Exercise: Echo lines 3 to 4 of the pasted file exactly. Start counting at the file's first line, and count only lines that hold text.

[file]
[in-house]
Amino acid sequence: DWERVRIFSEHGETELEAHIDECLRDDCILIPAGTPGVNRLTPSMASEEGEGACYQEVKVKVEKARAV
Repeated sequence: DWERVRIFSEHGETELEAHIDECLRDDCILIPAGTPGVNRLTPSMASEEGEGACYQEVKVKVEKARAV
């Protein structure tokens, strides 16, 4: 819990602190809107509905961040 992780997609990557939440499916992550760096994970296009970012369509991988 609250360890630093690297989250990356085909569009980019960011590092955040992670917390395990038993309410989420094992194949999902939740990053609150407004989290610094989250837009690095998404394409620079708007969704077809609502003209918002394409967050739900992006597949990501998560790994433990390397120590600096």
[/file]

Repeated sequence: DWERVRIFSEHGETELEAHIDECLRDDCILIPAGTPGVNRLTPSMASEEGEGACYQEVKVKVEKARAV
């Protein structure tokens, strides 16, 4: 819990602190809107509905961040 992780997609990557939440499916992550760096994970296009970012369509991988 609250360890630093690297989250990356085909569009980019960011590092955040992670917390395990038993309410989420094992194949999902939740990053609150407004989290610094989250837009690095998404394409620079708007969704077809609502003209918002394409967050739900992006597949990501998560790994433990390397120590600096």